Help needed on using flash


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hackie

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#3
Originally posted by Bluestrike

Put the Flash into the shoe, aim the camera and press the shutter! :D
i tot u need to on the flash 1st? :dunno:
 

ziploc

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#9
Hmm... FM2 is a manual camera right? Not sure whether it support TTL or not. If not, got to set the SB28 on Auto mode, or do it the good old way - use manual mode.
 

#10
Originally posted by ziploc
Hmm... FM2 is a manual camera right? Not sure whether it support TTL or not. If not, got to set the SB28 on Auto mode, or do it the good old way - use manual mode.
Right. FM2 has no TTL, so set the SB28 to Non-TTL Auto [A], set a desired aperture on the flash, set the same aperture on the camera, then shoot. Make sure the ISO on the flash and camera matches as well.

Regards
CK
 

zhapchit

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#11
Originally posted by ziploc
Hmm... FM2 is a manual camera right? Not sure whether it support TTL or not. If not, got to set the SB28 on Auto mode, or do it the good old way - use manual mode.
yup fully manual.. and it doesn't support TTL.
So can i still use Auto?
 

ziploc

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#12
Originally posted by zhapchit


yup fully manual.. and it doesn't support TTL.
So can i still use Auto?
Yup you can. Do it like what ckiang described. Set flash to Auto mode, set the ISO, and set the aperture. You'll also need to zoom the flash manually if you are using zoom lens.
 

ziploc

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#15
Oh zhapchit,

Remember to set the shutter speed on the FM2 to the sync speed of the flash too.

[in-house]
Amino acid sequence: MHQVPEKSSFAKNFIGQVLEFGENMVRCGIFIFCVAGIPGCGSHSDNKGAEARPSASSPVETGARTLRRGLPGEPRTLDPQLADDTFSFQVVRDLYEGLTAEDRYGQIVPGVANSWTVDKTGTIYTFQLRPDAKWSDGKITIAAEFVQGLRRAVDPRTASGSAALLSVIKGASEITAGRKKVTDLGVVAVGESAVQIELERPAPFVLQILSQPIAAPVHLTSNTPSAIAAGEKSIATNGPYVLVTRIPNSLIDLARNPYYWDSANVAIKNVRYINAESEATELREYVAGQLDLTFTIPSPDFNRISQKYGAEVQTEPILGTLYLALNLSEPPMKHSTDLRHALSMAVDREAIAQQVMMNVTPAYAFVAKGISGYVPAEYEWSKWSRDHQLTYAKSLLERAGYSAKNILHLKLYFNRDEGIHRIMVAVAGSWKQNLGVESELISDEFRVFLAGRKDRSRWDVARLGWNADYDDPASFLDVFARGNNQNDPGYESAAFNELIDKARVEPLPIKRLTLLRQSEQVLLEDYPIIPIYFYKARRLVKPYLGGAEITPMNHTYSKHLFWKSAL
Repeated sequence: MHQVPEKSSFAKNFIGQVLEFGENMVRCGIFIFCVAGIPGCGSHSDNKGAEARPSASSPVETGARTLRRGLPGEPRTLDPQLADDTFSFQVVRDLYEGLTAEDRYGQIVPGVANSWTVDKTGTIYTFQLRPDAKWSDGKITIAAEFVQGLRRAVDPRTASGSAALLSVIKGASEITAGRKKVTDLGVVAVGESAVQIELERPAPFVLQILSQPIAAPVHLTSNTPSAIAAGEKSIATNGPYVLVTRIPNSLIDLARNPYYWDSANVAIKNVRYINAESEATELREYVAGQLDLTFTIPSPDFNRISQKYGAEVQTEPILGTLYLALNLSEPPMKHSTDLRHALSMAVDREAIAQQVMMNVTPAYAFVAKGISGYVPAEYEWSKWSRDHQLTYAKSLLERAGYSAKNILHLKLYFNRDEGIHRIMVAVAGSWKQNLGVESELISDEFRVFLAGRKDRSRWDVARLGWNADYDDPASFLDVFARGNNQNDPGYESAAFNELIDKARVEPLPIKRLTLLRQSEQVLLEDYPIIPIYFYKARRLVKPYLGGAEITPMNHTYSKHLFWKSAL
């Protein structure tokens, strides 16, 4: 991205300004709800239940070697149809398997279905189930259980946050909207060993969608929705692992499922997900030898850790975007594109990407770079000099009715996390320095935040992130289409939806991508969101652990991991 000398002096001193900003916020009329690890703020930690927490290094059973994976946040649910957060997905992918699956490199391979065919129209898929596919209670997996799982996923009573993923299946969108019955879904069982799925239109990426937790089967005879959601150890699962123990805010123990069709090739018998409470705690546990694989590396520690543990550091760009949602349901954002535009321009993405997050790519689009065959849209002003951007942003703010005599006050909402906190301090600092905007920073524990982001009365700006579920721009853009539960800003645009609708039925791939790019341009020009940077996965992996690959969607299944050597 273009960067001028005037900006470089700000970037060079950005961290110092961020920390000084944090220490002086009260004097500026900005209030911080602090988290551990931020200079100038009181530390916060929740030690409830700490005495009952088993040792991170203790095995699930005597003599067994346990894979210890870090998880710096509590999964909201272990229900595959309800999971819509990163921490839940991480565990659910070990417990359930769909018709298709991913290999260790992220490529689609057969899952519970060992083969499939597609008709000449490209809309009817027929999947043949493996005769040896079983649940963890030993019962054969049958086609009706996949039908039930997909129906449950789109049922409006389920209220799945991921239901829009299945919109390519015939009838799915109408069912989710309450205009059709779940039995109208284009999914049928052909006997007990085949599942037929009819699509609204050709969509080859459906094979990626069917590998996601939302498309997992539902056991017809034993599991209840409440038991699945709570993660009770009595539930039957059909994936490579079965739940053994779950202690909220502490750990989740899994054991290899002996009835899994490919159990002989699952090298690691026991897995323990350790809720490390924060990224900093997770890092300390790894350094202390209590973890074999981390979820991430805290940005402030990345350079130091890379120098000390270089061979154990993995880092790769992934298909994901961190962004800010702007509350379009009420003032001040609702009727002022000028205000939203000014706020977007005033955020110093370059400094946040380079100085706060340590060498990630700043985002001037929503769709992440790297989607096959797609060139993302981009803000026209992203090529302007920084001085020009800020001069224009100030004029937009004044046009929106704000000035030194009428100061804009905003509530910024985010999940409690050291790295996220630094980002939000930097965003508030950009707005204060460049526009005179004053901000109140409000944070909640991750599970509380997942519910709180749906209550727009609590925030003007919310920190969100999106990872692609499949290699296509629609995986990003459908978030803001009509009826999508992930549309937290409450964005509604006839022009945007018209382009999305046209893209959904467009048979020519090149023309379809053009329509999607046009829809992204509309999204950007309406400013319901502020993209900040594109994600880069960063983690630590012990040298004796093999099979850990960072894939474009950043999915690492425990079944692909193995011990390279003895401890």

ziploc

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#16
Originally posted by kamwai
can someone tell me how the ISO and aperture will affect the flash?
Guys, please correct me if I am wrong. A flash's guide number is calculated as follow:

GN = subject distance * f-stop value

The max. GN of a flash unit is usually given for ISO 100 film. So in manual mode using ISO 100, assuming a flash of GN20 (m) and your subject distance is at, say, 2.5m, then

f-stop = 20 / 2.5 = 8

For film speed other then ISO 100, multiply the GN by 1.4 for each stop. So for ISO 400, a GN20 flash will become 20 * 1.4 *1.4 = 39.

You can refer to this page on photozone for more info.

In older flash there is usually a dial at the back of the flash for you to check the setting. You just dial it according to your ISO and subject distance to get the aperture value. Modern flashes with auto mode will automatically calculate the power output according to the ISO and aperture value you set, with the distance it measures from its sensor.
 

#18
Originally posted by zhapchit
Another question ...

if i'm using Auto / Manual mode... how do i use it as a fill flash?
Simple way.

Assuming you are using ISO 100 film, and you are having ambient exposure of 1/125s at f/8.

To have a normal flash exposure, set your flash to ISO 100, f8
To have -1 fill, set flash to ISO 200, f8 or ISO 100, f5.6

Regards
CK
 

Flare

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#20
Originally posted by kamwai
can someone tell me how the ISO and aperture will affect the flash?
In this case, since its not TTL... the flash needs to know how much light to output. The flash need to know the sensitivity of the film and the amount of light that is entering the camera. Then it fires a preflash (I guess) and judge the reflection of the subject and then emitts a flash that should correctly expose the pic taking the sensitivity of the film and the aperture into consideration.

i.e If the aperture is larger, the flash out put should be lower compared to a case where the aperture is larger. And a High ISO film will require less light, so the flash has to emit a lower output.
 

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